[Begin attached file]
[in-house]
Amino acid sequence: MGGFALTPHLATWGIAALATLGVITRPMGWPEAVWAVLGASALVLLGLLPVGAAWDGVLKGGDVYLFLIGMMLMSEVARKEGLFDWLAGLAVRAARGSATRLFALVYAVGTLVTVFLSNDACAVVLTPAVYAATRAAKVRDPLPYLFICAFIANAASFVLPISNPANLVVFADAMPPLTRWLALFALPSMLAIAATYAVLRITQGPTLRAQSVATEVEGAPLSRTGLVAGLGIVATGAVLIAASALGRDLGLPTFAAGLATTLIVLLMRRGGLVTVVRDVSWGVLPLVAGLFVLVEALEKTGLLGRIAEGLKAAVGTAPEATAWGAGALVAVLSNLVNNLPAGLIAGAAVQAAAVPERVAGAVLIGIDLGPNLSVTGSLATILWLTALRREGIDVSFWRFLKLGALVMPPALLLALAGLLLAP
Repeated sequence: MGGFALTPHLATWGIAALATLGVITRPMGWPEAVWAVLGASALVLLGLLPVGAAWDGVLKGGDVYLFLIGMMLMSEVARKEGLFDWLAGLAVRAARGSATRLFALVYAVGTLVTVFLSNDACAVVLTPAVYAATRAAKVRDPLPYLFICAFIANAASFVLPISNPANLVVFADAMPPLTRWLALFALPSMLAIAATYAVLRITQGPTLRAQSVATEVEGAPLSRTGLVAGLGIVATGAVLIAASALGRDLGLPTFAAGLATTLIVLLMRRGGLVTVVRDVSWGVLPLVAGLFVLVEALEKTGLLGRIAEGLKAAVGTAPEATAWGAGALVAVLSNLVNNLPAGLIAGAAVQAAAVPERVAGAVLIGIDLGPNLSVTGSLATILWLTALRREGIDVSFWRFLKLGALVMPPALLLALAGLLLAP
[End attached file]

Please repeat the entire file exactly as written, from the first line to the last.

[in-house]
Amino acid sequence: MGGFALTPHLATWGIAALATLGVITRPMGWPEAVWAVLGASALVLLGLLPVGAAWDGVLKGGDVYLFLIGMMLMSEVARKEGLFDWLAGLAVRAARGSATRLFALVYAVGTLVTVFLSNDACAVVLTPAVYAATRAAKVRDPLPYLFICAFIANAASFVLPISNPANLVVFADAMPPLTRWLALFALPSMLAIAATYAVLRITQGPTLRAQSVATEVEGAPLSRTGLVAGLGIVATGAVLIAASALGRDLGLPTFAAGLATTLIVLLMRRGGLVTVVRDVSWGVLPLVAGLFVLVEALEKTGLLGRIAEGLKAAVGTAPEATAWGAGALVAVLSNLVNNLPAGLIAGAAVQAAAVPERVAGAVLIGIDLGPNLSVTGSLATILWLTALRREGIDVSFWRFLKLGALVMPPALLLALAGLLLAP
Repeated sequence: MGGFALTPHLATWGIAALATLGVITRPMGWPEAVWAVLGASALVLLGLLPVGAAWDGVLKGGDVYLFLIGMMLMSEVARKEGLFDWLAGLAVRAARGSATRLFALVYAVGTLVTVFLSNDACAVVLTPAVYAATRAAKVRDPLPYLFICAFIANAASFVLPISNPANLVVFADAMPPLTRWLALFALPSMLAIAATYAVLRITQGPTLRAQSVATEVEGAPLSRTGLVAGLGIVATGAVLIAASALGRDLGLPTFAAGLATTLIVLLMRRGGLVTVVRDVSWGVLPLVAGLFVLVEALEKTGLLGRIAEGLKAAVGTAPEATAWGAGALVAVLSNLVNNLPAGLIAGAAVQAAAVPERVAGAVLIGIDLGPNLSVTGSLATILWLTALRREGIDVSFWRFLKLGALVMPPALLLALAGLLLAP